From Montaña Blanca to the upper cable car station (ascent to Altavista Refuge)
You will either have to walk up Mt. Teide by foot up or down (or both). The 10 km (6.2 mi) hike up starts at 2,300 m (7,500 ft) and usually takes about 5½ hours one way. It should be well prepared as there are no facilities along the way and the surrounding can be anything from sharp magma stone, snow, ice or merciless sun.
The ascent by foot starts at 2 the base of the “Montaña Blanca” at a parking lot on the TF-21 highway, at an altitude of 2,300 m (7,500 ft) (very limited parking even very early in the morning). Don't underestimate the short walk as the gradient and low oxygen levels make it challenging even for experienced walkers.
After a relatively gentle start up a 4x4 track for around 4 km, you begin the steep and spectacular climb, ascending 530 m (1,740 ft) in just over 1.5 km (0.93 mi), when you will reach the recently rebuilt Altavista Refugio (3,260 m (10,700 ft)). This offers climbers a bed for a maximum of one (!) night and kitchen facilities. A reservation is needed and it closes early in the morning so you will need to continue the climb to the peak as early as 07:30. Alternatively you can of course take the cable lift climb down to the refuge for a sleepover.
After a 1 km (0.62 mi) and 250 m (820 ft) ascent, the path joins with another leading to La Fortaleza viewpoint, which follows the contour around El Teide to the cable lift. If required for descent, always check if the cable lift is operational before you set off, as it does not run in poor weather conditions and closes without warning. You should allow 6-8 hours (one way) for an ascent and descent on foot. Trailrunners can manage to run up the path in two hours, but this depends on fitness and experience.
Hiking Pico Viejo
A moderately demanding hike (hiking boots recommended) is possible from El Teide. One reasonable itinerary is leaving car at "Boca Tauce" (interesection of TF-21 and TF-38), taking bus line 342 from there to the cablecar, going up and then just descending via 3 Pico Viejo, Narices del Teide and back to Boca Tauce. It takes around 5-6 hours from the top to bottom.
Alto de Guajara
Climbing 4 Guajara is not restricted. The 2,718 m (8,917 ft) high peak can be accessed either from north (e.g. hotel Parador), which will take approximately 2 hours - or from the south. The latter is considerably more difficult, as you start at 1,400 m (4,600 ft) and thus expect 4-5h hike. A good base is the Vilaflor village.
There is a 1 souvenir shop at the base station of the Teide cable car, selling exactly the same "handcrafted" souvenirs as can be found in every other souvenir shop on the island, except at a higher price: jewelry with basalt and olivine stones, ornamental decorations in lizard shapes, seeds for endemic plants, cacti, drago and pine tree saplings, post cards, and so on.
Eat & drink
Options for eating are sparse in the National Park, so it is a good idea to plan ahead and pack a picnic. The same goes for water supply: it is highly unlikely to find any form of surface water on your hikes, so make sure you bring enough to stay hydrated.
There are some restaurants/bars in Portillo Alto and El Portillo at the northern edge of the National Park. In the South, Parador de los Cañadas del Teide Hotel (see sleep section) has an upper-budget restaurant with mediocre food.
There is a cafe at the lower cable car station which serves sandwiches, cakes, ice cream and coffee; buffet lunch costs €18. They have a monopoly on food and drinks in the park, so everything is seriouly overpriced. Check pricing of individual items before commiting to a purchase.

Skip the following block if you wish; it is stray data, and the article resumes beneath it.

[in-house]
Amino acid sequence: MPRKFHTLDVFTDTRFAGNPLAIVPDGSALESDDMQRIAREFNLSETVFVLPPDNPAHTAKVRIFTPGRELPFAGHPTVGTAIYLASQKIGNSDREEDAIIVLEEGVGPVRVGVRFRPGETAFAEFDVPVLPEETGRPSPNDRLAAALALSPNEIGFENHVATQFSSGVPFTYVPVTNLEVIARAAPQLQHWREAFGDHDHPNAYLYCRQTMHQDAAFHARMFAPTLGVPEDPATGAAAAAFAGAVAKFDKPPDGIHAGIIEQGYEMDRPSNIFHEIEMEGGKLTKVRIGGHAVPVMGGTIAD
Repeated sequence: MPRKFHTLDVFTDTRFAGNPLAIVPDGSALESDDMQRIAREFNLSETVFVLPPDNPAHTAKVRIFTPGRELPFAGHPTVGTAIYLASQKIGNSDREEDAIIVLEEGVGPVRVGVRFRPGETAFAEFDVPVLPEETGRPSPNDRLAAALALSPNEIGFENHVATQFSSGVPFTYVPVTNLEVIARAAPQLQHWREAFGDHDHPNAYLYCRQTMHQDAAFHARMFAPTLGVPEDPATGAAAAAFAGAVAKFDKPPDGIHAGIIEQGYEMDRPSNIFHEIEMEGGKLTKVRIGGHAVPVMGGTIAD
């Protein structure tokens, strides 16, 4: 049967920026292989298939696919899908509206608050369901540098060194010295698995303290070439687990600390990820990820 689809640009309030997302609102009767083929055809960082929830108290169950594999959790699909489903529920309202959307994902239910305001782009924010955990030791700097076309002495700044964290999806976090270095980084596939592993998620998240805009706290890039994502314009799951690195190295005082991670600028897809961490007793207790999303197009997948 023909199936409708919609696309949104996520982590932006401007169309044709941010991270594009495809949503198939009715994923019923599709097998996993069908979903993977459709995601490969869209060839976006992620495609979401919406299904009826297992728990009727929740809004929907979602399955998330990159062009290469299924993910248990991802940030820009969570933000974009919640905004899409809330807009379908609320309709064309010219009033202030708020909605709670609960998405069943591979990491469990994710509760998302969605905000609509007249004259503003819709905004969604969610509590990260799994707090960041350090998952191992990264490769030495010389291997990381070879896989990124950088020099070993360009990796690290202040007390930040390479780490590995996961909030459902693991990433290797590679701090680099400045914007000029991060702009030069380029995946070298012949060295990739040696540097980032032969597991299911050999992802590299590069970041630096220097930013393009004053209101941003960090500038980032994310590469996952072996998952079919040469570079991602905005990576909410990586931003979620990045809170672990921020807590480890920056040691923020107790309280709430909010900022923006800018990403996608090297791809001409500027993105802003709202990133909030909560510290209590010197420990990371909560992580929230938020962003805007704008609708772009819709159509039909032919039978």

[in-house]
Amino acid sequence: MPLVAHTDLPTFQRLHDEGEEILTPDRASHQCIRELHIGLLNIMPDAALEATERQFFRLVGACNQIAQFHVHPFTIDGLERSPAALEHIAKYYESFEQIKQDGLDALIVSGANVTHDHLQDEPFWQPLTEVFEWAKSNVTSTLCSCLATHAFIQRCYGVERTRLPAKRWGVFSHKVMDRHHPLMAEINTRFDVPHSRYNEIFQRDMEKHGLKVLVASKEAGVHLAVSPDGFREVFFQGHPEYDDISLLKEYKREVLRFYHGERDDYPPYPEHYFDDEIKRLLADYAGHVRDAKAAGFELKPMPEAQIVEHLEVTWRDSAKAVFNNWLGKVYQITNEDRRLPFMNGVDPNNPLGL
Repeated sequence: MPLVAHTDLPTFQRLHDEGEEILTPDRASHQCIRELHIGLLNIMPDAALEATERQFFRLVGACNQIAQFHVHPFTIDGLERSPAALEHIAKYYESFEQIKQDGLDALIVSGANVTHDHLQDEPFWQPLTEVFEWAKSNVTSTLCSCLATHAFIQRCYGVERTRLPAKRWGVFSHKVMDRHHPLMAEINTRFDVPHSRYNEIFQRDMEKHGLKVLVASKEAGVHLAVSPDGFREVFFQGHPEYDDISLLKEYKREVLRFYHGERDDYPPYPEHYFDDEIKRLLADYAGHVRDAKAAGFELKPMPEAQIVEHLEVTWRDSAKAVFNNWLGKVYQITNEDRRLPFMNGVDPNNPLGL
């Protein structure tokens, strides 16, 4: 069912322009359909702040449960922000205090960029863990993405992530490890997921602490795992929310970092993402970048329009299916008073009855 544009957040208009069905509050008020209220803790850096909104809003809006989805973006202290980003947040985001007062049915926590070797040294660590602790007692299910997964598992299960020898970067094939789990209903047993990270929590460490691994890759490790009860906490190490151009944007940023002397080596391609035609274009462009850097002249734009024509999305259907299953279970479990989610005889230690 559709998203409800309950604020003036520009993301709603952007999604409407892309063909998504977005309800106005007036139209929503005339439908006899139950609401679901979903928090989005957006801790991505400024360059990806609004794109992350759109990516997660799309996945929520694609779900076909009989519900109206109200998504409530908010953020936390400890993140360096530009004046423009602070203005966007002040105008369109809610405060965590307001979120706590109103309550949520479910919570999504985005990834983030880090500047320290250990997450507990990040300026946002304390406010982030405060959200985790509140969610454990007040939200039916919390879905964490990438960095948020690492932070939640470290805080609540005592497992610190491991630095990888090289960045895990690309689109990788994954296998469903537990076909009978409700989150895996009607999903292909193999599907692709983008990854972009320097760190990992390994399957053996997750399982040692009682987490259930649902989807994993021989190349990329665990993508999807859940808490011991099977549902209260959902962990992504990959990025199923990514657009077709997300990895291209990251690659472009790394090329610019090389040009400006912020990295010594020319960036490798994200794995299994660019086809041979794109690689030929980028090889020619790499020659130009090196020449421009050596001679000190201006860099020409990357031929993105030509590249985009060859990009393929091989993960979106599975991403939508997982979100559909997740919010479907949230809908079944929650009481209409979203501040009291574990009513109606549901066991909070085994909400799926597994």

The upper station has neither shops nor cafés, but a coffee vending machine.
- 1 Parador de los Cañadas del Teide, ☏ . The only proper hotel at the mountain. From €105-145 depending on the day of the week.
- 2 Refugio Altavista (Located at 3,260 m (10,700 ft) and accessible by foot only), ☏ . Check-in: 19:00, check-out: 07:30. A reservation is needed. No food is served and there are no showers. Although one is allowed to use kitchen facilities. Also one does not need to apply for the National Park permit to visit the Teide Peak crater before 09:00, because it is automatically granted when staying at the refuge. €25 per person.
- 3 Casa Tajinastes del Teide, 31 Calle el Portillo, Portillo Alto, 38300 Las Cañadas del Teide (behind the Restaurante Papillon). Probably the only holiday home available for rent within the National Park.
As anywhere else on the island, wild camping is not allowed in the national park. However there are some official camping sites that are fairly close to the borders of the park (prior online registration required).
- 4 Zona de acampada de Chío (Chio camping site) (follow the TF-38 uphill from Chío, the camping site is in the forest behind the Pinar Chío recreational area).
- 5 Zona de acampada Las Lajas (Las Lajas camping site) (Uphill the TF-21 from Vilaflor).
You are advised to stay on the marked paths.
At 3,718 m (12,198 ft), El Teide is the highest mountain in Spain. The rapid ascent by cable car can lead to altitude sickness. Most people come here directly from sea level, which can be stressful. If symptoms start to manifest you should descend immediately, note that at peak times the wait for the cable car descent can be over an hour. Details on what to expect can be found at Altitude sickness#Illnesses at altitude.
At the summit, strong winds are not uncommon which significantly reduces temperatures. Irrespective of temperatures on the beaches, a trip to El Teide (or even just the National Park) can be very cold, with snow at the peak common until typically March/April on average. In Winter expect a few feet of snow and ice, and strong winds so prepare accordingly.
- Icod de los Vinos — under Teide, though far by road, 7 Cueva del Viento is the largest lava tube cave in Europe and the fifth-largest in the world.
- Vilaflor — the highest town on the island, on the southern flanks of El Teide
- Puerto de la Cruz — a laid-back, more family-friendly resort with the Loro Parque Zoo
- La Orotava – a stately, beautiful city
- Anaga Rural Park — national park at the other part of the island
- Santiago del Teide — desert town between Teide National Park and Teno Rural Park